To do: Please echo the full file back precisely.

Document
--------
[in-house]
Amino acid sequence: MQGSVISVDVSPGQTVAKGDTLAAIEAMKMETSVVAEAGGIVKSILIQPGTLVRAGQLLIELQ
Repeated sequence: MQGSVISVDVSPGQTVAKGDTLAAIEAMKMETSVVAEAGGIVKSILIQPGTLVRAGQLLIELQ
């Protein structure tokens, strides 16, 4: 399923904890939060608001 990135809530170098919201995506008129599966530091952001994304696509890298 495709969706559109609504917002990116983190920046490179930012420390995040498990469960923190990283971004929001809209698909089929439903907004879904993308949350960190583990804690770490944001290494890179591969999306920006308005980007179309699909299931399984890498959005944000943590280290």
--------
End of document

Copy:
[in-house]
Amino acid sequence: MQGSVISVDVSPGQTVAKGDTLAAIEAMKMETSVVAEAGGIVKSILIQPGTLVRAGQLLIELQ
Repeated sequence: MQGSVISVDVSPGQTVAKGDTLAAIEAMKMETSVVAEAGGIVKSILIQPGTLVRAGQLLIELQ
């Protein structure tokens, strides 16, 4: 399923904890939060608001 990135809530170098919201995506008129599966530091952001994304696509890298 495709969706559109609504917002990116983190920046490179930012420390995040498990469960923190990283971004929001809209698909089929439903907004879904993308949350960190583990804690770490944001290494890179591969999306920006308005980007179309699909299931399984890498959005944000943590280290």